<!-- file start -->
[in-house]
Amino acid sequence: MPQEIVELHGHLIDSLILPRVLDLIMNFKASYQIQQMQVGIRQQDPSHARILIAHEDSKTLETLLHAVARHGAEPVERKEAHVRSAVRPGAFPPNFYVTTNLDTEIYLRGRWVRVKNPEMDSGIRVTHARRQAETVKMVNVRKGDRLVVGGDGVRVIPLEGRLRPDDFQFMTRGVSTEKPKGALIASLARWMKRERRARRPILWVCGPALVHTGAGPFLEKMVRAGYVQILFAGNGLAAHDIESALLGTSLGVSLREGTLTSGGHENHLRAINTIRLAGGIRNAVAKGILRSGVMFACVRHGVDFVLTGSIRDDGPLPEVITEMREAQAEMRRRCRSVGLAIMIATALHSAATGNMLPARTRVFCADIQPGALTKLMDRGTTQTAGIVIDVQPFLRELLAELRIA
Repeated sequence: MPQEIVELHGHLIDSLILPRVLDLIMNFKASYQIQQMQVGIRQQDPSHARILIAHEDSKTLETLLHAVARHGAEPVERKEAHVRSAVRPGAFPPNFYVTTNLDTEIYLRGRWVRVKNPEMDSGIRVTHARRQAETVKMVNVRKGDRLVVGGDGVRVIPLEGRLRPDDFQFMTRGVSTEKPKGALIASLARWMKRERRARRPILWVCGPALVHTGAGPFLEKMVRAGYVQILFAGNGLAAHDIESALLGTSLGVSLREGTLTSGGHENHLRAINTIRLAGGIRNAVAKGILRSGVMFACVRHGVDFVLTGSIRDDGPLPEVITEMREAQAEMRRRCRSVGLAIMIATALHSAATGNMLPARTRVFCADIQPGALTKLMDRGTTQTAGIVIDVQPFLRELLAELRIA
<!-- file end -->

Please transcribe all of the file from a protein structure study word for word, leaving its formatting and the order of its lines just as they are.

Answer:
[in-house]
Amino acid sequence: MPQEIVELHGHLIDSLILPRVLDLIMNFKASYQIQQMQVGIRQQDPSHARILIAHEDSKTLETLLHAVARHGAEPVERKEAHVRSAVRPGAFPPNFYVTTNLDTEIYLRGRWVRVKNPEMDSGIRVTHARRQAETVKMVNVRKGDRLVVGGDGVRVIPLEGRLRPDDFQFMTRGVSTEKPKGALIASLARWMKRERRARRPILWVCGPALVHTGAGPFLEKMVRAGYVQILFAGNGLAAHDIESALLGTSLGVSLREGTLTSGGHENHLRAINTIRLAGGIRNAVAKGILRSGVMFACVRHGVDFVLTGSIRDDGPLPEVITEMREAQAEMRRRCRSVGLAIMIATALHSAATGNMLPARTRVFCADIQPGALTKLMDRGTTQTAGIVIDVQPFLRELLAELRIA
Repeated sequence: MPQEIVELHGHLIDSLILPRVLDLIMNFKASYQIQQMQVGIRQQDPSHARILIAHEDSKTLETLLHAVARHGAEPVERKEAHVRSAVRPGAFPPNFYVTTNLDTEIYLRGRWVRVKNPEMDSGIRVTHARRQAETVKMVNVRKGDRLVVGGDGVRVIPLEGRLRPDDFQFMTRGVSTEKPKGALIASLARWMKRERRARRPILWVCGPALVHTGAGPFLEKMVRAGYVQILFAGNGLAAHDIESALLGTSLGVSLREGTLTSGGHENHLRAINTIRLAGGIRNAVAKGILRSGVMFACVRHGVDFVLTGSIRDDGPLPEVITEMREAQAEMRRRCRSVGLAIMIATALHSAATGNMLPARTRVFCADIQPGALTKLMDRGTTQTAGIVIDVQPFLRELLAELRIA